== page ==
From Side Deal to System-wide Adoption: Incentivizing Tomorrow's Comprehensive Care


Traditional care and payment models don’t incentivize health, and are largely incapable of considering social drivers of health, equity, inclusion and more. This problem, identified by our recently released state-reports, was the central challenge of Cambia Grove’s recent hackathon partnership.

Building on learnings from our hackathon, we hosted a summit to address the need for cross-organizational collaboration when it comes to solving health care’s biggest challenge, in partnership with: Accountable Care Learning CollaborativeAmerica’s Health Insurance PlansPacific Hospital Preservation and Development Authority and Patient Orator. Participants’ alternative care and incentive ideas were eye-opening, optimistic for the future and mindful of how our current system evolved from past iterations. Check out some of the takeaways, videos and illustrations below.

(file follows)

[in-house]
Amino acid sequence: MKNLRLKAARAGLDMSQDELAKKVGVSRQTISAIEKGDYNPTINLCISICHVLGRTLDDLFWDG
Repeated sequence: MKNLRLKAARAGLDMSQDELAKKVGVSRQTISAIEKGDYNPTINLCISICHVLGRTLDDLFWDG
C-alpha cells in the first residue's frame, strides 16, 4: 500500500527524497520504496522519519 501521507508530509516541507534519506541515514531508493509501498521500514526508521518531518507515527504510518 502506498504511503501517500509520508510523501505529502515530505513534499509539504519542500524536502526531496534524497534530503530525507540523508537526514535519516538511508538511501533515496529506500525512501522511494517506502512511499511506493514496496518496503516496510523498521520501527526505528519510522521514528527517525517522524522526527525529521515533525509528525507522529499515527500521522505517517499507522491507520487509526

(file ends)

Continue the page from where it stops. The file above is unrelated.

How Policymakers are Incentivizing Value 

“How do we design financially sustainable models so that participants want to come in and make these changes in a sustainable way?”

Amy Bassano, Deputy Director for the Center for Medicare and Medicaid Innovation (CMMI) at the Centers for Medicare and Medicaid Services (CMS) shed light on the results of incentive models tested across the country, and how the move to value and incentivize health is being encouraged at the federal and state levels. She shared the three success measures outlined by the CMS Statute: 1) quality improves with cost staying neutral, 2) quality stays neutral with cost reducing and 3) the ideal scenario of quality improving while cost reduces.